Symbols In The Turtle, By John Steinbeck

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The turtle is one of the very first symbols presented to the reader in the book. Steinbeck describes the turtles hardships to crossing the highway, ranging from the highway itself, to the drivers on it. After being knocked off the highway, the turtle is flipped over onto its shell, but eventually recovers and attempts to cross the highway again. The turtle in this case is symbolizing the tenant farmers and their journey West. There are many hardships that the turtle faces, ranging from small annoyances such as the burrs and red ant, to major setbacks like the truck driver. Similarly, the farmers experience many struggles on their journey West. These include risks of starvation, need of shelter, and other hostile people. Both the turtle and …show more content…
In the end of the book, Rose of Sharon’s final act represents humanity and generosity. Rose of Sharon has just had one of her greatest fears confirmed: She has had a stillborn baby, and she believes it is a result of her sins. She is devastated at her loss, as the baby was her light at the end of the tunnel, especially after Connie left her. She had nothing else to look forward to except for her future child. After this loss, she no longer whines as much. She is much more quiet. Then, the Joads are forced out of their boxcar homes after they begin to flood, and they take shelter in a barn. When they enter the barn, they find an old, starving man, and his child. The old man gave all his food to his son and began to starve in the process. Now he is on the brink of death, and requires someone’s help. Rose of Sharon sees this and realizes she can help. Her breasts are still full of milk and she now has no child to nourish. She decides to think of everyone else’s needs instead of just her own. She breast-feeds the man, despite his protests. This is a symbol of humanity, as Rose of Sharon already has little to give and is also in need of help, but she sees this man needs help worse than she does, and gives him her milk. This charity restores hope in humanity, especially after other farmers are the ones that forced them into their position of …show more content…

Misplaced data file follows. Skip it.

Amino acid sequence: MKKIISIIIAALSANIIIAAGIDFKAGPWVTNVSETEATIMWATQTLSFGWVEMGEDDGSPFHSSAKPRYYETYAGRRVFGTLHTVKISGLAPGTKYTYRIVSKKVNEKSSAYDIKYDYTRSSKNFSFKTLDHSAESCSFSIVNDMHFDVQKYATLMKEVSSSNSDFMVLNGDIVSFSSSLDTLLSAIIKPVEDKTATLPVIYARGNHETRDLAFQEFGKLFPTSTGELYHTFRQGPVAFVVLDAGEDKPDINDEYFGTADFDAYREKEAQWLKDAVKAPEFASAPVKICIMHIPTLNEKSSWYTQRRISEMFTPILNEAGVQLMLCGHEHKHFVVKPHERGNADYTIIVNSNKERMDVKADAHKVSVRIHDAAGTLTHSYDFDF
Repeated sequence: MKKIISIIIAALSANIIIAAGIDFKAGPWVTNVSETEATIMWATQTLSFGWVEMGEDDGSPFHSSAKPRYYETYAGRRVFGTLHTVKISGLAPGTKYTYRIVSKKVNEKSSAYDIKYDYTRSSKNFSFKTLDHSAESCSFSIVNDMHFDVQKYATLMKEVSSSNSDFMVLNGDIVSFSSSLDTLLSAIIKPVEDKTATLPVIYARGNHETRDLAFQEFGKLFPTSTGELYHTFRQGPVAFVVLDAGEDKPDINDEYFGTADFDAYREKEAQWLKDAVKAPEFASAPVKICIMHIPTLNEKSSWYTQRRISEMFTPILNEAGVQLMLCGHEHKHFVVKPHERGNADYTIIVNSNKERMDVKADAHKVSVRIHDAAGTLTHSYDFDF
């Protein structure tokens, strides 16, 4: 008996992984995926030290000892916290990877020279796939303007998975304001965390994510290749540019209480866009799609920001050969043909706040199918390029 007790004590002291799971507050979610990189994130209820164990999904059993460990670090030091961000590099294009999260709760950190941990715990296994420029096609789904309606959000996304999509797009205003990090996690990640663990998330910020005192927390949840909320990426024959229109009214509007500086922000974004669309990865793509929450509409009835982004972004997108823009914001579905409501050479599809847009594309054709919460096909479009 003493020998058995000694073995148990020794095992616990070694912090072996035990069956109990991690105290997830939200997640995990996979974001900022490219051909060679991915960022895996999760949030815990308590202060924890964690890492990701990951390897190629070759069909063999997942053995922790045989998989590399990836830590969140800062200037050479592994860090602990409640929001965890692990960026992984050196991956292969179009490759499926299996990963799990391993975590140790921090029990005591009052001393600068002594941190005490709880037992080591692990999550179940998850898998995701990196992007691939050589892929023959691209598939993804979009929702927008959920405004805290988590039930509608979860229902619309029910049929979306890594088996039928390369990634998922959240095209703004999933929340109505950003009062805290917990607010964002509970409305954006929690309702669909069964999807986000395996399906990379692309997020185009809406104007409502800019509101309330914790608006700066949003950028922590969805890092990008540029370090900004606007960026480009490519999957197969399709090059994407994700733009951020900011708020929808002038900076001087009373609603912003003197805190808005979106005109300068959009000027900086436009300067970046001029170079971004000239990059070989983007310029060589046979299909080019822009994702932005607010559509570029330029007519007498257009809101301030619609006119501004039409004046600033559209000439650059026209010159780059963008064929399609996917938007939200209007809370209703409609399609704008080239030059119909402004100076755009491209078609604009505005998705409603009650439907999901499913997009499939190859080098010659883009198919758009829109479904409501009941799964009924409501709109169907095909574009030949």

The bank “monster” is used to symbolize the inhumanity of corporations. Even though the bank that is described in Chapter 5 is owned by humans, the men are describing it as inhuman, as a monster. The bank men are speaking as if they do not want to kick the tenant farmers off, but the “bank monster” is forcing them to. The bank monster is a hungry beast that “breathe profits; they eat the interest on money. If they don’t get it, they die the way you die without air, without side-meat. It is a sad thing, but it is so. It is just so.” (41). The bank men are in complete disregard of the poor situation of the tenant farmers, as they want to get their profits, and their “monster” needs the profits to survive. The naming of the bank as a monster is just further solidifying the symbolism of

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